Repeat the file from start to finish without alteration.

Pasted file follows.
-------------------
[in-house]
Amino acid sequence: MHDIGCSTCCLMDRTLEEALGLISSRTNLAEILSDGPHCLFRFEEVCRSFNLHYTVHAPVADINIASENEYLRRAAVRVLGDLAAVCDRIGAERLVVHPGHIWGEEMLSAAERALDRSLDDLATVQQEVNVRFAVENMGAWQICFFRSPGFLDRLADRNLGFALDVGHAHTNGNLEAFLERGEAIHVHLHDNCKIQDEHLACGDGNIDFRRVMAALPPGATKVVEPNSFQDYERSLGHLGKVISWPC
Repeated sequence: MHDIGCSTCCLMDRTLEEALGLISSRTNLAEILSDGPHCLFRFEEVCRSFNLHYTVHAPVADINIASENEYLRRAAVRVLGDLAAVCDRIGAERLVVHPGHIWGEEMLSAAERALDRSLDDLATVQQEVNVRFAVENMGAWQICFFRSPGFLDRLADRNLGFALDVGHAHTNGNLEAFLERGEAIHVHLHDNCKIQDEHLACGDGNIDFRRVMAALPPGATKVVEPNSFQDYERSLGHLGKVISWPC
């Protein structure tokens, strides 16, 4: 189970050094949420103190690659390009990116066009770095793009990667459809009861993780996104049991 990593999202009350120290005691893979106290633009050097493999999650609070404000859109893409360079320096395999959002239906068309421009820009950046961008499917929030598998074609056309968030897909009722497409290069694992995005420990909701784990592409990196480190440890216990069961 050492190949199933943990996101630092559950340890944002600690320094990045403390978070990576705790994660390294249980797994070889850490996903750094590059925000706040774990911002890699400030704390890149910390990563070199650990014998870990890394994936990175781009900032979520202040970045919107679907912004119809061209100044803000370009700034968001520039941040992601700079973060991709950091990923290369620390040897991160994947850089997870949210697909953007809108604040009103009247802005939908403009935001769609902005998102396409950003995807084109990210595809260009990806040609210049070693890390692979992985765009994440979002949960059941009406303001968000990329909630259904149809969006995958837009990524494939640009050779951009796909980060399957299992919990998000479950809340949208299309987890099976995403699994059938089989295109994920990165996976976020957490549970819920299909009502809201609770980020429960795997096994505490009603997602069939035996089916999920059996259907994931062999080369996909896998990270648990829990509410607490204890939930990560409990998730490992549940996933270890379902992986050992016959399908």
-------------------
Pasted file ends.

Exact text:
[in-house]
Amino acid sequence: MHDIGCSTCCLMDRTLEEALGLISSRTNLAEILSDGPHCLFRFEEVCRSFNLHYTVHAPVADINIASENEYLRRAAVRVLGDLAAVCDRIGAERLVVHPGHIWGEEMLSAAERALDRSLDDLATVQQEVNVRFAVENMGAWQICFFRSPGFLDRLADRNLGFALDVGHAHTNGNLEAFLERGEAIHVHLHDNCKIQDEHLACGDGNIDFRRVMAALPPGATKVVEPNSFQDYERSLGHLGKVISWPC
Repeated sequence: MHDIGCSTCCLMDRTLEEALGLISSRTNLAEILSDGPHCLFRFEEVCRSFNLHYTVHAPVADINIASENEYLRRAAVRVLGDLAAVCDRIGAERLVVHPGHIWGEEMLSAAERALDRSLDDLATVQQEVNVRFAVENMGAWQICFFRSPGFLDRLADRNLGFALDVGHAHTNGNLEAFLERGEAIHVHLHDNCKIQDEHLACGDGNIDFRRVMAALPPGATKVVEPNSFQDYERSLGHLGKVISWPC
């Protein structure tokens, strides 16, 4: 189970050094949420103190690659390009990116066009770095793009990667459809009861993780996104049991 990593999202009350120290005691893979106290633009050097493999999650609070404000859109893409360079320096395999959002239906068309421009820009950046961008499917929030598998074609056309968030897909009722497409290069694992995005420990909701784990592409990196480190440890216990069961 050492190949199933943990996101630092559950340890944002600690320094990045403390978070990576705790994660390294249980797994070889850490996903750094590059925000706040774990911002890699400030704390890149910390990563070199650990014998870990890394994936990175781009900032979520202040970045919107679907912004119809061209100044803000370009700034968001520039941040992601700079973060991709950091990923290369620390040897991160994947850089997870949210697909953007809108604040009103009247802005939908403009935001769609902005998102396409950003995807084109990210595809260009990806040609210049070693890390692979992985765009994440979002949960059941009406303001968000990329909630259904149809969006995958837009990524494939640009050779951009796909980060399957299992919990998000479950809340949208299309987890099976995403699994059938089989295109994920990165996976976020957490549970819920299909009502809201609770980020429960795997096994505490009603997602069939035996089916999920059996259907994931062999080369996909896998990270648990829990509410607490204890939930990560409990998730490992549940996933270890379902992986050992016959399908």